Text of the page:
Getting limbless veterans to share stories about how their legs and arms were lost isn’t your typical day at school. But as countries like Singapore and the UK push for more teaching of character, or social and emotional learning, such unconventional class time looks set to become a regular occurrence.
The Guardian recently featured Making Generation R, a project where injured veterans inspire pupils through stories of how they overcome difficulty in their lives. In addition to sharing their stories and holding Q&A sessions (and all for free!), veterans also lead motivational workshops where students can explore what resilience is and how they can become resilient.
Research supports the positive outcomes of teaching kids thing like perseverance and self-control, alongside academic learning. Also known as “non-cognitive skills” or “essential life skills”, these are a set of attitudes, skills and behaviours that can bring success to pupils in school and beyond. By training students how to respond to setbacks, build relationships, manage emotions and cope with difficult situations, they have been found to improve health, academics and happiness in life.
But not everyone is on board with this. Some have accused the UK government of “nannying” and to leave such teaching to parents. Nick Gibb, UK Schools Minister, described such teaching as “ghastly,” back in 2007, adding that “Schools have really got to focus on the core subjects of academic education and teaching children how to learn.”
And while there are benefits to teaching these life skills, it’s been hard to settle on one method that fits all. Curricula have been accused of pushing a moral agenda and there are arguments over which traits should be focused on (grit vs open-mindedness).
Kevan Collins, Chief Executive of the the Educational Endowment Foundation in the UK, told Quartz in 2014: ”It’s clear that teaching character and essential skills in schools has the potential to have a real impact on outcomes for pupils, particularly those from disadvantaged homes.”
But he admits, “we don’t know enough about the best ways to teach these attributes.”
Peter Leidig, who runs an extensive PHSE (Personal, Social and Health Education) programme at Blenheim School in Epsom, Surrey, said: “Of course teaching resilience is very difficult.
“But there is a dearth of good resources in this area, and giving young people an experience unlike their own can be powerful,” he continued, adding that in a time where mental health concerns affect one in eight young people, giving real-life examples of resilience like the veterans’ can be powerful.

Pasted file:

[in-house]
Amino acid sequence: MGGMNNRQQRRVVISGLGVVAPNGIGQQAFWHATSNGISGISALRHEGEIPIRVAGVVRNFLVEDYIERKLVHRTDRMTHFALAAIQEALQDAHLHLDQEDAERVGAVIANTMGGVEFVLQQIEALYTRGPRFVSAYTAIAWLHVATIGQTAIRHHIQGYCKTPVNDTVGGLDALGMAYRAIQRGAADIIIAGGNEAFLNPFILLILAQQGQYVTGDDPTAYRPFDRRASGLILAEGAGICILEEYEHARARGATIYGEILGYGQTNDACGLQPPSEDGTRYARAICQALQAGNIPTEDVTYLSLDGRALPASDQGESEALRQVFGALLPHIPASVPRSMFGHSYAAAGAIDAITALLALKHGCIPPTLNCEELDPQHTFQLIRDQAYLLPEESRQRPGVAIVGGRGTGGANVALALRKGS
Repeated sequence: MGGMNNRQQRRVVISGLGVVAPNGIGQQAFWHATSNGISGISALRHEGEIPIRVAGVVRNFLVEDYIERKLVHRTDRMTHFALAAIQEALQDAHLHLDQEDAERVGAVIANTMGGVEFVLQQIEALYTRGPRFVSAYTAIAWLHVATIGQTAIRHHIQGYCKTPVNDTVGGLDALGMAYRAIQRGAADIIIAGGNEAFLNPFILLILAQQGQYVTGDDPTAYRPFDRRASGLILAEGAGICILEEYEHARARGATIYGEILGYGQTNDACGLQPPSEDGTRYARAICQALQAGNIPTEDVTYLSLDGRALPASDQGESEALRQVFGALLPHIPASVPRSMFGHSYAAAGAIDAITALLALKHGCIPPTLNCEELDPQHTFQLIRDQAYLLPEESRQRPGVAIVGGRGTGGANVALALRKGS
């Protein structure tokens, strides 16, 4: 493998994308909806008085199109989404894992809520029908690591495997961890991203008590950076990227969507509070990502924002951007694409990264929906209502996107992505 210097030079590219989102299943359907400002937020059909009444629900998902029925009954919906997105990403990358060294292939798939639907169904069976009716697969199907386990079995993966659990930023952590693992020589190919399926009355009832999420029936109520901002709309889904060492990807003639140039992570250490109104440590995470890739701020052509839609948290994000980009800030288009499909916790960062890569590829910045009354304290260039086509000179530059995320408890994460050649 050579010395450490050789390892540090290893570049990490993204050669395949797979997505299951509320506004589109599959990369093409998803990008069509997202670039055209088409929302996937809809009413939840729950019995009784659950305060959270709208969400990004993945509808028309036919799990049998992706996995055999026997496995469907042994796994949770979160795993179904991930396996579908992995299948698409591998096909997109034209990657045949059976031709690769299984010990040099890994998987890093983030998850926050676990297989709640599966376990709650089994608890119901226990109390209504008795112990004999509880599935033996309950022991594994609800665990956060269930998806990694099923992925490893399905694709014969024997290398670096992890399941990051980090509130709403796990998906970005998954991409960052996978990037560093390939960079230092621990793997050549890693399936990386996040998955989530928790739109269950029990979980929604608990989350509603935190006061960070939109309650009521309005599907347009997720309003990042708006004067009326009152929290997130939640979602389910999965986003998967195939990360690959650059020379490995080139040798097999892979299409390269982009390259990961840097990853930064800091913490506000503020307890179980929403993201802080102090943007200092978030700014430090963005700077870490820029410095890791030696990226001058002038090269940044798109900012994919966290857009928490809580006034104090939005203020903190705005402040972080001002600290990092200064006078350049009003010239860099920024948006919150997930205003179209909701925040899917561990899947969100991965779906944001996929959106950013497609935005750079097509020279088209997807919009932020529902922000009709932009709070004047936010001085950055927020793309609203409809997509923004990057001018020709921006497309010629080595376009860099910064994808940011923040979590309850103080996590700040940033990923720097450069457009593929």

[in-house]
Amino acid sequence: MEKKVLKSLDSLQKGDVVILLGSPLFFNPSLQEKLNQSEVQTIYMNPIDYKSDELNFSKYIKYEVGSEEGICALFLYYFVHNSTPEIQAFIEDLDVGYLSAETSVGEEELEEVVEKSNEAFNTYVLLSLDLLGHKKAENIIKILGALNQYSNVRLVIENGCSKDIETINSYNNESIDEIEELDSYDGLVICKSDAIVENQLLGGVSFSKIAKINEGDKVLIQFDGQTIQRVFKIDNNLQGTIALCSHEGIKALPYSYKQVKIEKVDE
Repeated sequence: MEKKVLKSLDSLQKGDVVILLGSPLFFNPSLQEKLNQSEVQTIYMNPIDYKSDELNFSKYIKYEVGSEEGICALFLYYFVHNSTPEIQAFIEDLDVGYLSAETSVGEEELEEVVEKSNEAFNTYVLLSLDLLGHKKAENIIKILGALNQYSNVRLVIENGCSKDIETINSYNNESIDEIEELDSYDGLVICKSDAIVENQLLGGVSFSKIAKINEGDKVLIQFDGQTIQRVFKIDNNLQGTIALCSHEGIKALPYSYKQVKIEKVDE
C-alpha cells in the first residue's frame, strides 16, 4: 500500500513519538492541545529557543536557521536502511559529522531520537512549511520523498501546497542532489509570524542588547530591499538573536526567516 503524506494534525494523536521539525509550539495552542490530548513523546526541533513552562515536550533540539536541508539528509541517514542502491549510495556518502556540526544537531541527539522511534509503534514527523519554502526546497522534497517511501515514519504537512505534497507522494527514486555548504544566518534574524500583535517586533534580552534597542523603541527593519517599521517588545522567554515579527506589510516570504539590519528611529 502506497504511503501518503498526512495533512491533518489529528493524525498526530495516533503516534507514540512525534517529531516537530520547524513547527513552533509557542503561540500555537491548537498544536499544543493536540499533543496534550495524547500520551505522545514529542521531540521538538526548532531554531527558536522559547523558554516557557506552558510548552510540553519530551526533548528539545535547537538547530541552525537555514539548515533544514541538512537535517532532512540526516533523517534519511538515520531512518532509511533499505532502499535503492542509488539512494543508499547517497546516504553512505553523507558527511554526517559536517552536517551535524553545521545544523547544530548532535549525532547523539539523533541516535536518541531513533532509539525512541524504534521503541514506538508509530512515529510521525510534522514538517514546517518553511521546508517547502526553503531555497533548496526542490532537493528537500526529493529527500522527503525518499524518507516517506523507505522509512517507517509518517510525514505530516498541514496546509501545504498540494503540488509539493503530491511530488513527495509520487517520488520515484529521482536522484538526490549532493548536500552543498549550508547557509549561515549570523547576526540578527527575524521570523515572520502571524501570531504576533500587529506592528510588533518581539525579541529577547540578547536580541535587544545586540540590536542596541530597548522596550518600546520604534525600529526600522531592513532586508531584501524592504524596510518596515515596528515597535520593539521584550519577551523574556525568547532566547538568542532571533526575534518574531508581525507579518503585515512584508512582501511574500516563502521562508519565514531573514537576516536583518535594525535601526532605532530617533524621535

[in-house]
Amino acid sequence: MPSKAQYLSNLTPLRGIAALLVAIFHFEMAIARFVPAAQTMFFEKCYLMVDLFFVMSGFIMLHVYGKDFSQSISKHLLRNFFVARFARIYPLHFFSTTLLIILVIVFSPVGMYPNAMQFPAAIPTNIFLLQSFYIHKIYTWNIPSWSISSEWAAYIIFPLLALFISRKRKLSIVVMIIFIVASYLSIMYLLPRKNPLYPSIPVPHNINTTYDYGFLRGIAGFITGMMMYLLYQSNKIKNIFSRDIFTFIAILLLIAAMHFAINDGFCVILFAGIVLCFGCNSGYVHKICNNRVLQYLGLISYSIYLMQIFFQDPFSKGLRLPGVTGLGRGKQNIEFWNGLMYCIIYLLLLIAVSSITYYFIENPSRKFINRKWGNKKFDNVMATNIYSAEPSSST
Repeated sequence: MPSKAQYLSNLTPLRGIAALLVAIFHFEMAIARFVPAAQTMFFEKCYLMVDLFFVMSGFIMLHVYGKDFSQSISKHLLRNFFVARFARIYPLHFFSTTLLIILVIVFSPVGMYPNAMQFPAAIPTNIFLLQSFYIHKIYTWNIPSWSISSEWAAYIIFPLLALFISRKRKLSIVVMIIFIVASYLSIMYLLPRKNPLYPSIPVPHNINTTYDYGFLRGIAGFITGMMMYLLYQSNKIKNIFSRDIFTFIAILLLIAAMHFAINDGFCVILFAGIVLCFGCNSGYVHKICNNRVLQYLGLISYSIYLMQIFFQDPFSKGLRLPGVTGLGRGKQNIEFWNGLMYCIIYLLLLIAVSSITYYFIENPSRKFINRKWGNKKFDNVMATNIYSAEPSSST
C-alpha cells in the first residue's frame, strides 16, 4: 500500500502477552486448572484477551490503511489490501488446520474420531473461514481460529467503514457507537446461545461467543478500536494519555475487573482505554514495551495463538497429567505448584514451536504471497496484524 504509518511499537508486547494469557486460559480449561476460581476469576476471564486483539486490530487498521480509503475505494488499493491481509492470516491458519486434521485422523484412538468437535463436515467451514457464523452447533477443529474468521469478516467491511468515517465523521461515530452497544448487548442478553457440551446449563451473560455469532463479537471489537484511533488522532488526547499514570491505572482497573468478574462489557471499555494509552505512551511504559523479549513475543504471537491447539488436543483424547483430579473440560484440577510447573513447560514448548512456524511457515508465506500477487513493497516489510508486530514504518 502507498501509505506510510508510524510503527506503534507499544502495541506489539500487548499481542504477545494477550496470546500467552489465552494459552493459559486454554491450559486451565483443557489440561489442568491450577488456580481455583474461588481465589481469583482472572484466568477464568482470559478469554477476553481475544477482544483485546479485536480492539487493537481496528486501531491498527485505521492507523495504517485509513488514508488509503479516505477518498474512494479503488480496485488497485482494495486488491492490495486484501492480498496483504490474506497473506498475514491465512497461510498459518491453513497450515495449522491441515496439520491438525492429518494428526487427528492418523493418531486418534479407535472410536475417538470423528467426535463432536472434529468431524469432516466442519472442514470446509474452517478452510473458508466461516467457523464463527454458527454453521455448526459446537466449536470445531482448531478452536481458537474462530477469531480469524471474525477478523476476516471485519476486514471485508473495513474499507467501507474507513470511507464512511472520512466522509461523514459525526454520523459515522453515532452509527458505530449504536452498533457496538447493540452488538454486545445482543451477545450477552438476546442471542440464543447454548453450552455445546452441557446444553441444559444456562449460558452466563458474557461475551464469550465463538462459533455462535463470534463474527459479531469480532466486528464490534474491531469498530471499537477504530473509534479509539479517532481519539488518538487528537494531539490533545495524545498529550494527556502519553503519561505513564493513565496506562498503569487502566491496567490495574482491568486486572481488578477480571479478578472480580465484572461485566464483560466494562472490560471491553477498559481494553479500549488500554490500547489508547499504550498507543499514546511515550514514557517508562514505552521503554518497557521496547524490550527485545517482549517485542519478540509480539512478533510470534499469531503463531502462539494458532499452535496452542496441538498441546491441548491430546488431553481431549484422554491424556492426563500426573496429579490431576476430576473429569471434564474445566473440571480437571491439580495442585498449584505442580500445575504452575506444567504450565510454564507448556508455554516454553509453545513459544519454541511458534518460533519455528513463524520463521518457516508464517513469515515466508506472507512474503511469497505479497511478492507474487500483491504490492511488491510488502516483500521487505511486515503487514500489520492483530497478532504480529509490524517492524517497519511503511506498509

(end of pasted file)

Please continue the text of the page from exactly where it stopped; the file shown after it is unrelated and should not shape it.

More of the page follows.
Lessons from Blesma’s limbless veterans are helping school pupils confront their own personal challenges. Read how here: https://t.co/nPhPTNTvua @GuardianEdu @schooltruth @thedriveproj pic.twitter.com/L79dKJJ8PE
— Blesma (@Blesma) January 8, 2019
This perhaps explains the UK’s Education Secretary’s recent launch of an “activity passport”. Pupils are to download a document that allows them to tick off 140 prescribed activities once completed, including climbing trees, making a treasure map and dressing up like a pirate, as part of a push to boost resilience in kids.
Beyond public schools, in programmes like the International Baccalaureate (IB), social and emotional learning is considered to play a “key role” in the curriculum. Schools with the IB programme, known for its holistic view of education, are encouraged to focus on such teaching in classrooms.
A study conducted by Flinders University suggests that IB Middle Years Programme (MYP) schools make “concerted efforts” to “build the empathy, global self-concept, peer relationships, school relationships, self-reflection, resilience and the confidence” in students. Studying the well-being of IB MYP students, ages 11-16 in Australia, it found that only a small portion of students displayed poor levels of well-being.
When asked to explain how their schools guide them towards success, students generally acknowledged that there was an effort to help them achieve goals identified as important to them, including those beyond academic achievement.
Other studies have also suggested that the IB Learner Profile – which represents 10 attributes valued by IB World Schools: Inquirers, Knowledgeable, Thinkers, Communicators, Principled, Open-minded, Caring, Risk-takers, Balanced, Reflective – helps students attain social and emotional skills. This includes forming a focused mind, greater awareness of self and others, an ability to suspend judgement, non-impulsive deliberate decision-making and emotional confidence.